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Q147 - Light Restrictions

Question: 

A mechanic is injured and receives work restrictions so the employer has him complete his normal annual online training for the duration of the work restrictions. Since the training is part of his normal duties (they are self-directed and must be completed annually), is it recordable?

Answer:

YES. OSHA language states if the employee has any restrictions to his normal job duties (what the employees does at least once per week) then it should be counted as restricted work. Even though the employee could complete normal office-based work/training during the time of the restriction, that doesn't change the fact that the doctor issues restriction that affected his normal job duties. 

1904.7(b)(4)(iv)

If you or a physician or other licensed health care professional recommends a work restriction, is the injury or illness automatically recordable as a "restricted work" case? No, a recommended work restriction is recordable only if it affects one or more of the employee's routine job functions. To determine whether this is the case, you must evaluate the restriction in light of the routine functions of the injured or ill employee's job. If the restriction from you or the physician or other licensed health care professional keeps the employee from performing one or more of his or her routine job functions, or from working the full workday the injured or ill employee would otherwise have worked, the employee's work has been restricted and you must record the case.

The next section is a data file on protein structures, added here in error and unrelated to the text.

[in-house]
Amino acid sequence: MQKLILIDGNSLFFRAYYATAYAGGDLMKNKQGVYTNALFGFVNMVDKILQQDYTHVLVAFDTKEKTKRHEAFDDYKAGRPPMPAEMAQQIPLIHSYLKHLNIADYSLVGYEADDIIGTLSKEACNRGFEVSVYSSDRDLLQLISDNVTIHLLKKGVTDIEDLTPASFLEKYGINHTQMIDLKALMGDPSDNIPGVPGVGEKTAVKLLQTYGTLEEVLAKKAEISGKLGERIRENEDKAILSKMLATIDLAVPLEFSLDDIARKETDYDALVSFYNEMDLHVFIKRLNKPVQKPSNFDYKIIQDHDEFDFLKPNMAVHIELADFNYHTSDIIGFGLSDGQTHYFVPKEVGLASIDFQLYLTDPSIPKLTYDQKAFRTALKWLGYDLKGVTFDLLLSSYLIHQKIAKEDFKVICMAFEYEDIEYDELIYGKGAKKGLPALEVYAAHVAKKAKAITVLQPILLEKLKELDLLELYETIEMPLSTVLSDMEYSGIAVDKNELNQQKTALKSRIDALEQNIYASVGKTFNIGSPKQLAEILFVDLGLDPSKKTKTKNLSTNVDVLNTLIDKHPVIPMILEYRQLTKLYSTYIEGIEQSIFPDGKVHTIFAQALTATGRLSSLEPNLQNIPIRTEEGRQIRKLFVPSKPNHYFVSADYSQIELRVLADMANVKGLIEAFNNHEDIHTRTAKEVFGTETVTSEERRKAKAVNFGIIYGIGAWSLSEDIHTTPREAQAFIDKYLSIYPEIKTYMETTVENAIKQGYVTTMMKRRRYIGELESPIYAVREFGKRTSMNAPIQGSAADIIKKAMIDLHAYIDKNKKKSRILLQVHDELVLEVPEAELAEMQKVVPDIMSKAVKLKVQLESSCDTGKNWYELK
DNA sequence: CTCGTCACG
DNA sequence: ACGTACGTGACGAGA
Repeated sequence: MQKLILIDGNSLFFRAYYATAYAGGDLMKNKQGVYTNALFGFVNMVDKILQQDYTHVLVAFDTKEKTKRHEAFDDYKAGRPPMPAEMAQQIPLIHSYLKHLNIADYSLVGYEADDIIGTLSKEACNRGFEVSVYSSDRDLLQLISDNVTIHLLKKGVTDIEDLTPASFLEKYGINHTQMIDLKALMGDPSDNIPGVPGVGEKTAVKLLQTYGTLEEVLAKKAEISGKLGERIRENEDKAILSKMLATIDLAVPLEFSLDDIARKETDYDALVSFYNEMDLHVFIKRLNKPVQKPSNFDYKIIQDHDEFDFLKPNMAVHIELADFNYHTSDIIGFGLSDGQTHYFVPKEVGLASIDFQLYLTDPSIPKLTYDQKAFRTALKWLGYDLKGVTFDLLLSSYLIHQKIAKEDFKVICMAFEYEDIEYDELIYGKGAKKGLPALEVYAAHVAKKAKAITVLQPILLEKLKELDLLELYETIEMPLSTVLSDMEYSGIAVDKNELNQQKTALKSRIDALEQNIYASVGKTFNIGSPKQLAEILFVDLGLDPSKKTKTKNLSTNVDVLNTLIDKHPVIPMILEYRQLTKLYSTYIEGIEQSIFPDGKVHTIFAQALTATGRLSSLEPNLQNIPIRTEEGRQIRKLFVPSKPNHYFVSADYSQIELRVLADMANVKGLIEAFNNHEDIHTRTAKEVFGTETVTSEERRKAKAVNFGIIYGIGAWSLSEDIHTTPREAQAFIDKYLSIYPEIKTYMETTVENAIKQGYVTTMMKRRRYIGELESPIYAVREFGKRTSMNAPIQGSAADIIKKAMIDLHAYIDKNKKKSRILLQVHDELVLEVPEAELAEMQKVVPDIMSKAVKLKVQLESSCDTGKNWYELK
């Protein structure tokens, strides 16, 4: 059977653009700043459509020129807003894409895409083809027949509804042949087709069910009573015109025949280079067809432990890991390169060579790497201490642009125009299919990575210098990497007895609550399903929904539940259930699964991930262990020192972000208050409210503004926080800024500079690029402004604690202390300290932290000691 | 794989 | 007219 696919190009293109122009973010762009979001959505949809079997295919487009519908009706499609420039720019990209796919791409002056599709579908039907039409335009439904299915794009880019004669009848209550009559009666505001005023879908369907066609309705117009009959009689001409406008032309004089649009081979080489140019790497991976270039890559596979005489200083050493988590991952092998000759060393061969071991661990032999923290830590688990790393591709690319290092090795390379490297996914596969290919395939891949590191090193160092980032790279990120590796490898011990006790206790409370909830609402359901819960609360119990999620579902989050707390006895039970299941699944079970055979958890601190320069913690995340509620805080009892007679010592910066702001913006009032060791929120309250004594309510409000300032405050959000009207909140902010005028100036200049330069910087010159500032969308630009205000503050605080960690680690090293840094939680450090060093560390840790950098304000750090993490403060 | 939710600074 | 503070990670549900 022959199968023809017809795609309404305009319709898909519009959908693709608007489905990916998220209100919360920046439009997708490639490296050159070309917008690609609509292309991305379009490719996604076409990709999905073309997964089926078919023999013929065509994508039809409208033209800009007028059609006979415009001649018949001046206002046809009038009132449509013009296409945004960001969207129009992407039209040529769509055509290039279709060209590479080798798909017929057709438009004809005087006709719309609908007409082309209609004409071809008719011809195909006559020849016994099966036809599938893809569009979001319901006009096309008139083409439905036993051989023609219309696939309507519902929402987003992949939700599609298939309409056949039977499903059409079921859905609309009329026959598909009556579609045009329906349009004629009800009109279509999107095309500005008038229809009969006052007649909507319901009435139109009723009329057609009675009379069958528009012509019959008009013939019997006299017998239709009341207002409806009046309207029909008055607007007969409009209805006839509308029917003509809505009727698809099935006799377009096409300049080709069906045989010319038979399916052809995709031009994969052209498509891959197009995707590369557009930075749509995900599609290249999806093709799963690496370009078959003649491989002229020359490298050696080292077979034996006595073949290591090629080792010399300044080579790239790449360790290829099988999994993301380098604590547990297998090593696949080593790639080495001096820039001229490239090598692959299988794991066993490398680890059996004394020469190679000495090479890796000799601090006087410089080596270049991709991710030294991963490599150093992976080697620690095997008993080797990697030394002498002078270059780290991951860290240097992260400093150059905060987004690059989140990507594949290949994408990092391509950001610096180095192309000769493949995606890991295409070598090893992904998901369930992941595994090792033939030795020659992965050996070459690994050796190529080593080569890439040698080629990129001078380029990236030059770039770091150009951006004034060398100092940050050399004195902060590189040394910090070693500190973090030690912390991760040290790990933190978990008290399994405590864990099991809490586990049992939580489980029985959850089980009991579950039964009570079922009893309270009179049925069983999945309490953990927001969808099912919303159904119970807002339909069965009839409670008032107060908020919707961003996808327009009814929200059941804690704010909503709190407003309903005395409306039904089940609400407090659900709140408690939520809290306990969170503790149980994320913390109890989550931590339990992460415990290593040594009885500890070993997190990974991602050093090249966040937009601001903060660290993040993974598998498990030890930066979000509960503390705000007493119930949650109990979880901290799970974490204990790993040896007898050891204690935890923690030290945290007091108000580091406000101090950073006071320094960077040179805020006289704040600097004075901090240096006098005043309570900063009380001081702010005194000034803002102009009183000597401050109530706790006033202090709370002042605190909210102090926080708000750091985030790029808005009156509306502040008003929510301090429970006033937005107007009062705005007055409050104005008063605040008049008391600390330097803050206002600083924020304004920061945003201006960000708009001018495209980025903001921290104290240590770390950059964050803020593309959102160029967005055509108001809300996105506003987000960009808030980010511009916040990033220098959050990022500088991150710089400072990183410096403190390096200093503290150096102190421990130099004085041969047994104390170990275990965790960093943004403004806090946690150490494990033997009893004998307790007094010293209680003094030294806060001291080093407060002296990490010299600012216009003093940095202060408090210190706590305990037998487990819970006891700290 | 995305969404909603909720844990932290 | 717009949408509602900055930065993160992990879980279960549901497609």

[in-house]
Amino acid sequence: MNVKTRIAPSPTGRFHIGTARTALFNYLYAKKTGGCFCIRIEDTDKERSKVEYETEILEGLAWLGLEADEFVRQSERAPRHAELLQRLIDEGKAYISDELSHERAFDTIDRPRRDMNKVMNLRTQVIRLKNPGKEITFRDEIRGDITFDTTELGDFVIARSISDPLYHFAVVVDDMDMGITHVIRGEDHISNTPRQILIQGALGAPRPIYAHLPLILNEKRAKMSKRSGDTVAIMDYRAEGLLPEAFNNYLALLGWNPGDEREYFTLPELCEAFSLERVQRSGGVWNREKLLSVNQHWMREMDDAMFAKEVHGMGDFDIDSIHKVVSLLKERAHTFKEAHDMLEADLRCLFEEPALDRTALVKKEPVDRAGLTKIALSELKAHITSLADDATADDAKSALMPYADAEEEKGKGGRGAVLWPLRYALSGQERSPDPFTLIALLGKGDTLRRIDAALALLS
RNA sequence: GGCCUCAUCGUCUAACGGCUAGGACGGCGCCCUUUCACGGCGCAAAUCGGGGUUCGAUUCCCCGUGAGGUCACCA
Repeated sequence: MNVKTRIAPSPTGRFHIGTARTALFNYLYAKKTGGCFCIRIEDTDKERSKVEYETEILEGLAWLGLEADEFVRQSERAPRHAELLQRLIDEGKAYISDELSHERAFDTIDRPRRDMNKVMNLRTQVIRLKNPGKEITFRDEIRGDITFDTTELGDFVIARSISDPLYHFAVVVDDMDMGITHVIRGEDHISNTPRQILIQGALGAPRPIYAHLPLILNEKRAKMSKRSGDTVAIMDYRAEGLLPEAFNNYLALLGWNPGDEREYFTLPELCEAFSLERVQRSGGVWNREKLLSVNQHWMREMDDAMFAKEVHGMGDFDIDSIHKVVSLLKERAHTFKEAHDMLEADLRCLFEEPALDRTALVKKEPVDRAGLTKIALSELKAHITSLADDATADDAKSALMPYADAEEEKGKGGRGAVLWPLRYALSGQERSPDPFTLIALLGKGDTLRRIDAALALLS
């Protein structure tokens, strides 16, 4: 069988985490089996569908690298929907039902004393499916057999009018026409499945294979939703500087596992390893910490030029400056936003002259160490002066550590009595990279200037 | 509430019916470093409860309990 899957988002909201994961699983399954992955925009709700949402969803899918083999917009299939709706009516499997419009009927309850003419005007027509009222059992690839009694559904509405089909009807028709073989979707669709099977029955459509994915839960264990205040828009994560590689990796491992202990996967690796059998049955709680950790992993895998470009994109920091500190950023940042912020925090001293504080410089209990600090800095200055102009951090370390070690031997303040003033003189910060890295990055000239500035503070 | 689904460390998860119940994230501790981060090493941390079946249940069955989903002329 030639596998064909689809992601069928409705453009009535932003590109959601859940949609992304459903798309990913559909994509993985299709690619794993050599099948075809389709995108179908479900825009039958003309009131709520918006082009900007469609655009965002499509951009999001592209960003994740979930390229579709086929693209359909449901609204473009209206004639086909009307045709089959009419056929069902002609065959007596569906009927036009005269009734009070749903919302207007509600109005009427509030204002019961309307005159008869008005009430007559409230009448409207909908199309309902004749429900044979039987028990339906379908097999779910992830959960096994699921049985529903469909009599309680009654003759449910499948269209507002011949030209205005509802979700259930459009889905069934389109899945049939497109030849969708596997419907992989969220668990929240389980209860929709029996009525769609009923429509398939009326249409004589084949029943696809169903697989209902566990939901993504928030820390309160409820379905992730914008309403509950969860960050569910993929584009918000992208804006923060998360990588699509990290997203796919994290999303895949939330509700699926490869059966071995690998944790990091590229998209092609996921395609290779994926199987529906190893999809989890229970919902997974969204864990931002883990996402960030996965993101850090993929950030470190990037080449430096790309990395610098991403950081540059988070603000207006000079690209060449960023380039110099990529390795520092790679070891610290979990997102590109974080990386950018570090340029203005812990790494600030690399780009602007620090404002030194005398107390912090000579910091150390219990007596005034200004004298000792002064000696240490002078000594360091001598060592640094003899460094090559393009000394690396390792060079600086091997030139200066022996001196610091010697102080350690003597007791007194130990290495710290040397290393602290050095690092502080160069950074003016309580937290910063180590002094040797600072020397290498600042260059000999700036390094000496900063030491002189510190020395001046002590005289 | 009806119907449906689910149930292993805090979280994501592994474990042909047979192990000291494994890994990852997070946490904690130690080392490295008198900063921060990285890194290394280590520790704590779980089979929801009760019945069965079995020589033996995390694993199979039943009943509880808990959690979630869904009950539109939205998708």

1904.7(b)(4)(vii)

How do I handle vague restrictions from a physician or other licensed health care professional, such as that the employee engage only in "light duty" or "take it easy for a week"? If you are not clear about the physician or other licensed health care professional's recommendation, you may ask that person whether the employee can do all of his or her routine job functions and work all of his or her normally assigned work shift. If the answer to both of these questions is "Yes," then the case does not involve a work restriction and does not have to be recorded as such. If the answer to one or both of these questions is "No," the case involves restricted work and must be recorded as a restricted work case. If you are unable to obtain this additional information from the physician or other licensed health care professional who recommended the restriction, record the injury or illness as a case involving restricted work.